Today, the number of drive-in theaters in operation hovers somewhere around 320. Only one remains in the Erie region: the Sunset Drive-In in Waterford. Located south of Waterford on Route 97, the Sunset Drive-In first opened in 1948 with a screening of the Gary Cooper classic The Westerner.
In 1988, it was purchased by Dennis and Margaret Koper. Dennis had worked at the drive-in since 1968 and their ownership was a happy accident, of sorts.
"When I started there, I was just servicing the equipment, because I was in the electronic service business," Dennis explains. "Then the one day, the guy who owned it, he walked into the shop there, and he says to me, 'You want to buy the theater?' And I said, 'Yeah, okay.' He threw his keys on the counter and walked out the door."
Dennis never thought the owner was serious — it wasn't the first time the owner had said that — but then a few weeks later, he received a call from the owner's lawyer saying they needed to get together to close the deal.
"So, we did," he says with a laugh. "And that's how I wound up with it. I didn't really expect to buy it."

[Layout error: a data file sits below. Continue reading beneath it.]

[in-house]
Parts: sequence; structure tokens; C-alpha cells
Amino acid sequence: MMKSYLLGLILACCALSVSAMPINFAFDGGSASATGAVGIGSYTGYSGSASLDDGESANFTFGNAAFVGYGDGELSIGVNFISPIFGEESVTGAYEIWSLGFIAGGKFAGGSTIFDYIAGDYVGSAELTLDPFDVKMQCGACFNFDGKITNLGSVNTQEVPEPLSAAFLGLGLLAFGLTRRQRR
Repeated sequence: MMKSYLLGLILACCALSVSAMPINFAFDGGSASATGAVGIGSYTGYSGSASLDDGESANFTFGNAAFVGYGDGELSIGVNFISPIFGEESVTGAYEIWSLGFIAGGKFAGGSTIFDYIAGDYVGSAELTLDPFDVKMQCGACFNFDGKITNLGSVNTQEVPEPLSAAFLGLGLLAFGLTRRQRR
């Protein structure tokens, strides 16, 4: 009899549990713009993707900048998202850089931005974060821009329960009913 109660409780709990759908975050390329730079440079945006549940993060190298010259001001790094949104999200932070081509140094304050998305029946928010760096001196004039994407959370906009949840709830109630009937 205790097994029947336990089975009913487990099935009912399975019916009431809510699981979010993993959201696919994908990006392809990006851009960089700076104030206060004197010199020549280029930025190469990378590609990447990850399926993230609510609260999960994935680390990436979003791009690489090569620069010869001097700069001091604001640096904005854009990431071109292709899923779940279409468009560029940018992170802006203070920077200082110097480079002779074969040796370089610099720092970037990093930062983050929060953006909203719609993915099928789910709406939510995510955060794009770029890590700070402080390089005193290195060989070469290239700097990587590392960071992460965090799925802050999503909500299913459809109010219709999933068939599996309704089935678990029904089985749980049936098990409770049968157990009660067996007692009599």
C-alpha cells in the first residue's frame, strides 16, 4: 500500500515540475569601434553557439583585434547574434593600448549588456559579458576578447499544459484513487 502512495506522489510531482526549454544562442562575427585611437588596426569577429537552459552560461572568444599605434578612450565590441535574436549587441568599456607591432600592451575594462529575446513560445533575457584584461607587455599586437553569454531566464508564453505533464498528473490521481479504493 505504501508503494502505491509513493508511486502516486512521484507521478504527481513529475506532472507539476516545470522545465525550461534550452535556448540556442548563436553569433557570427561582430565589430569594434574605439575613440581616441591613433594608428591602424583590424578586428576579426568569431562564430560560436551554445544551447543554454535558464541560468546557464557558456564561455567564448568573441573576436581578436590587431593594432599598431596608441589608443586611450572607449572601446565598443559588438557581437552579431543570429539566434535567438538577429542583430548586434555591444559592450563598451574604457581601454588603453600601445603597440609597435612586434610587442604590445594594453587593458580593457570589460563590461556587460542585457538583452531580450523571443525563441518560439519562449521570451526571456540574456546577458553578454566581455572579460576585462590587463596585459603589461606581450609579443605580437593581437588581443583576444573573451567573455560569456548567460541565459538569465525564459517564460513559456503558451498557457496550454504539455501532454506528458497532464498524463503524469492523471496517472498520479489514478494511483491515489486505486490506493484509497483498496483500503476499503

Buying the theater was a risk. Sunset Drive-In's attendance was dwindling. The previous owner had progressively relied on X-rated movies to help pay the bills, but taking another risk, Dennis and Margaret turned it back to only first-run family movies, relying on the flea market and concession sales for extra revenue.
"We just kept updating and updating the theater over the years," he says.
Then a few years back, he and Margaret were faced with a difficult decision. Should they convert to digital projection?
"I was ready to call it a day because I'm getting close to 70, you know? I really didn't want to go into debt that much, but my wife kind of talked me into it. She says, 'If you don't do it, you're just going to end up with a piece of land with a flea market.' She nudged me into it and away we went."
With all of the updates, it cost them nearly $200,000.
"That was a lot of money to put out," says Dennis. "You could almost say it's another mortgage payment. That's another 20 years of payments."
He doesn't regret the decision, but he also doesn't mince words over his dislike of the digital equipment. He knew well and could service the previous equipment himself, which he still has in storage ("Useless!" he laughs), but the digital equipment requires a special technician out of Buffalo to service it, another added expense unless he did the long and expensive training himself.